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Unloading Burdens – The Story of Bone

The Christ may have been the first person to have pointed out to Bone that burdens may be unloaded on the side of good. Indeed, Bone is running away from a tormented past, including problems that he has created for himself, to live a good life; and this makes him an anti-hero by all means (Banks). Langer compares him to Holden Caulfield of The Catcher in the Rye, and Tom Sawyer. Bone has many adventures throughout Russell Banks’ Rule of the Bone. The fact that he is an anti-hero is revealed through his restlessness to leave everything that has pained him in the past.

Bone wants to be free, and he wants to enjoy a peaceful, good life (Banks). According to Langer: Bone becomes an outlaw child like Huck Finn. We meet him as he runs away from his painful family life and becomes a small-time marijuana dealer, struggling to face frightening adventures that force him to understand himself and his world. Lost, unloved and unattached to family or society, he sees his own death (he is believed lost in a fire) like Tom Sawyer, and the experience frees him (Langer).

It may be argued, however, that each of Bone’s experiences from the time he left his abusive home is a step toward freedom that he truly desires. Bone cannot be blamed for leaving his abusive home, regardless of the fact that he has a drug problem when he moves in with Russ and other individuals that are losers at best. The boy is seeking freedom from abuse, and this makes him a fighter for the cause of freedom, which is considered all-good. His decision to move in with losers is not a wise one. However, the reader must give Bone the benefit of the doubt.

The truth is that Bone is fed up of his abusive home (Banks). Leaving this burden behind is the act of an anti-hero who may use questionable means when he has to in order to attain his goals. Of course, Bone is seeking complete freedom from his painful past. In the process, he must leave Russ as well, an individual he had felt dependent on, but who nevertheless could not guide him to true freedom. After all, Russ was not ready to leave drugs. But, Bone probably had more on his mind when he left Russ behind. He moved in with I-Man, who happened to be a good influence on the young individual.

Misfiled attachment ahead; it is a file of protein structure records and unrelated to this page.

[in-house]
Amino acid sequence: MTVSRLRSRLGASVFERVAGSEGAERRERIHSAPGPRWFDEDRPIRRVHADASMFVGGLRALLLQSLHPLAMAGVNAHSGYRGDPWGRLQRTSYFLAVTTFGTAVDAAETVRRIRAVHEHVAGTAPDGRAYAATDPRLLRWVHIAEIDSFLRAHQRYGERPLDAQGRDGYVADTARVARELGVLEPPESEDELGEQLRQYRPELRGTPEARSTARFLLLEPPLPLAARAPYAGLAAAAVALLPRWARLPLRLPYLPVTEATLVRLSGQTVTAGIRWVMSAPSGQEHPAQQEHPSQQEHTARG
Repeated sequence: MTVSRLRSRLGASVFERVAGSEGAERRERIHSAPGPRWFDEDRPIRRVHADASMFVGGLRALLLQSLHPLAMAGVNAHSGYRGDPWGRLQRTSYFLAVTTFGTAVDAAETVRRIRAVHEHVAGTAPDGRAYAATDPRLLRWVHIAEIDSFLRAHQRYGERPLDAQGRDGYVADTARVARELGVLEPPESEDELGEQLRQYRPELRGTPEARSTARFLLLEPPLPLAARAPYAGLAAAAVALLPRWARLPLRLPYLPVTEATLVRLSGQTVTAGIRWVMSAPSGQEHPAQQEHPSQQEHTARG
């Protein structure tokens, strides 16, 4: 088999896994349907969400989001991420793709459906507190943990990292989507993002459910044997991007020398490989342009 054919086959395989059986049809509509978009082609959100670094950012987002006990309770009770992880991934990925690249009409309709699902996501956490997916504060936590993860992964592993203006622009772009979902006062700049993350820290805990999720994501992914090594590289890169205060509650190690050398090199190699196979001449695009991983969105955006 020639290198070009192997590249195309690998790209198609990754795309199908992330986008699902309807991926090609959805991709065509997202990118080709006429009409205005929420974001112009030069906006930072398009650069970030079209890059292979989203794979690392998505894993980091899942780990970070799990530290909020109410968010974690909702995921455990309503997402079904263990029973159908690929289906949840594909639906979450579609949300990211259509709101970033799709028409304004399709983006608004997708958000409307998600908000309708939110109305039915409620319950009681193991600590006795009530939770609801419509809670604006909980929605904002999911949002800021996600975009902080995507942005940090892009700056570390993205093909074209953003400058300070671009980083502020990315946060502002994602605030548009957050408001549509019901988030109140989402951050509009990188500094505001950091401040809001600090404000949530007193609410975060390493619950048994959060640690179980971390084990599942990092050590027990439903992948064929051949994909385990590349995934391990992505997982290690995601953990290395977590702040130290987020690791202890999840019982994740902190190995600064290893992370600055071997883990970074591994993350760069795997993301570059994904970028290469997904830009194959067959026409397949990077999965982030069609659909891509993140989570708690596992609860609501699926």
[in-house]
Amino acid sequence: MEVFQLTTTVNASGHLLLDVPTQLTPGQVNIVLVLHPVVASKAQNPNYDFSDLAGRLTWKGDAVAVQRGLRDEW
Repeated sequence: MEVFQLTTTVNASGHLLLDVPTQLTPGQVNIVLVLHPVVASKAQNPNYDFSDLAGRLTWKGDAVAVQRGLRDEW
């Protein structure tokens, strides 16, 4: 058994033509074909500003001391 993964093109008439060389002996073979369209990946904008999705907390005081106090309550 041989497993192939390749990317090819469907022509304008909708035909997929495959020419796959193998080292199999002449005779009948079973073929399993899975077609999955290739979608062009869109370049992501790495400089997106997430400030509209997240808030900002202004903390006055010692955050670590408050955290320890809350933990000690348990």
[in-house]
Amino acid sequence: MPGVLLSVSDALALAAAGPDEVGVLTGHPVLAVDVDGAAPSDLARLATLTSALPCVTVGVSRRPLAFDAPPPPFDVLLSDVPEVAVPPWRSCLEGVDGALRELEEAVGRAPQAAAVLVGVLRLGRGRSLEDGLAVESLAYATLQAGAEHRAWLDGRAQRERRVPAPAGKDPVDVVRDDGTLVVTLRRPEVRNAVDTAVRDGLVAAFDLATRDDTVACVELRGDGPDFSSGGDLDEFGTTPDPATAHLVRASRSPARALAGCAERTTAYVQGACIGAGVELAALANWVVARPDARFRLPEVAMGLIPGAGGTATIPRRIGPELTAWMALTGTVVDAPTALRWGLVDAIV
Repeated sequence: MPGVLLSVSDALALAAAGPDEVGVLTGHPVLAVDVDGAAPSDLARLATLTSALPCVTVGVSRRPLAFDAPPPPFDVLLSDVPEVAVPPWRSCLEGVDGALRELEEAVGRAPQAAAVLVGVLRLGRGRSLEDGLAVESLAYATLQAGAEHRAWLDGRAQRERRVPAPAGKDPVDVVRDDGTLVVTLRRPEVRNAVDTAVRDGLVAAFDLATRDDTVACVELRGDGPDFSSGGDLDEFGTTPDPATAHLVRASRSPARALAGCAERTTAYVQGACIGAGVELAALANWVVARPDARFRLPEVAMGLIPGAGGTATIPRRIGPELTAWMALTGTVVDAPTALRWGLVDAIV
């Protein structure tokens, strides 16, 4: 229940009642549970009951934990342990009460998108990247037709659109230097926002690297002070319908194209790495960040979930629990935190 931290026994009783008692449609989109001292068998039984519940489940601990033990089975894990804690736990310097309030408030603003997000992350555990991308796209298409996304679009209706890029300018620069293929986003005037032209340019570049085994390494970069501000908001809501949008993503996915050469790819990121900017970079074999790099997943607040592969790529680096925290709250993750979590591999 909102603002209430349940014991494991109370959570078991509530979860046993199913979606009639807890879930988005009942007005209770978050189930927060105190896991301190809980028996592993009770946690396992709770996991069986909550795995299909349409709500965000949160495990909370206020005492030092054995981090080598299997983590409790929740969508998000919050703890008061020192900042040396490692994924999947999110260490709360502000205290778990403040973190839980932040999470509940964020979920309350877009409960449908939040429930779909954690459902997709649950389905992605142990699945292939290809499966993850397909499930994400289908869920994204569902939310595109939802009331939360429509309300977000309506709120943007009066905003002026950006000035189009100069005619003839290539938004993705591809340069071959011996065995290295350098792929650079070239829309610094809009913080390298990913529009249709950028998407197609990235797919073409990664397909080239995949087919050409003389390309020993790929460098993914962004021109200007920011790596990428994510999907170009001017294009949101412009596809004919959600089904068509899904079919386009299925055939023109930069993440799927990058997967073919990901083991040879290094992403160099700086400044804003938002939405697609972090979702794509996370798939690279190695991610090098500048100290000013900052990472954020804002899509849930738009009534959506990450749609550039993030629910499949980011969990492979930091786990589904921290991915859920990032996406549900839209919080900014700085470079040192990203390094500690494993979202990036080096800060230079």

Bone was ready to stop feeling like a drug addict after leaving Russ and moving in with I-Man instead. It is at this point in the story that Bone reveals another time that he is an anti-hero indeed: freeing himself from the perpetual need for marijuana was yet another breakthrough for the protagonist of Banks’ novel. Feeling the need for marijuana most of the time was a burden that Bone was willing to unload by this time (Banks). Once again, Bone is fighting on the side of good, as he leaves an unhealthy habit so as to become a freer, less burdened individual.

Bone settles in Jamaica as an independent young man. He is able to do what he wants to do without having to obey others. But, the anti-hero is restless still. He wants to be freer than he feels in Jamaica. Always on the side of fighting for true freedom – Bone realizes in Jamaica that excessive freedom may not be healthy for him, seeing that it may corrupt individuals. Bone believes that Doc had been corrupted, so therefore he seeks another option to attain true freedom of the soul. The young man decides to return to America. He tells Russ that he would like to return to school.

Russ, at this point of the story, is revealed as a young individual that continues to think like a drug addict. By informing Russ about his intention to return to school, Bone does not only teach Russ about the goodness of true freedom, but also frees himself further. After all, Bone had decided that returning to school would help him lead a peaceful, good life that he has been longing to lead (Banks). Tormented by the thought of freedom without education – a thought that does not truly make sense – Bone once again reveals his anti-hero character when he desires to educate himself further.

Indeed, Bone is a very intelligent anti-hero. Although he is young, it appears as though he has already learned everything there is to know about living a good, peaceful life. It does not matter that he must move in with drug addicts at the time he decides to leave his abusive home. He had not considered all his options then. Slowly but surely, by meeting new people, Bone realizes more about what he truly wants. Getting rid of the burden of drug addiction is another breakthrough in his life.

Opting for education in place of imposing his free will to live a reckless life in Jamaica is another intelligent decision made by the anti-hero. What is more, for the reason that Bone displays his slow and steady learning about life throughout his adventures – his character is more realistic than that of traditional hero.

Works Cited

Banks, Russell. Rule of the Bone. New York: HarperCollins, 1995. Langer, Beverley. “Huck and Holden Meet Bone. ” San Francisco Chronicle. 28 May 1995. 22 Oct 2008. <http://www. sfgate. com/cgi-bin/article. cgi? f=/c/a/1995/05/28/RV45283. DTL>.

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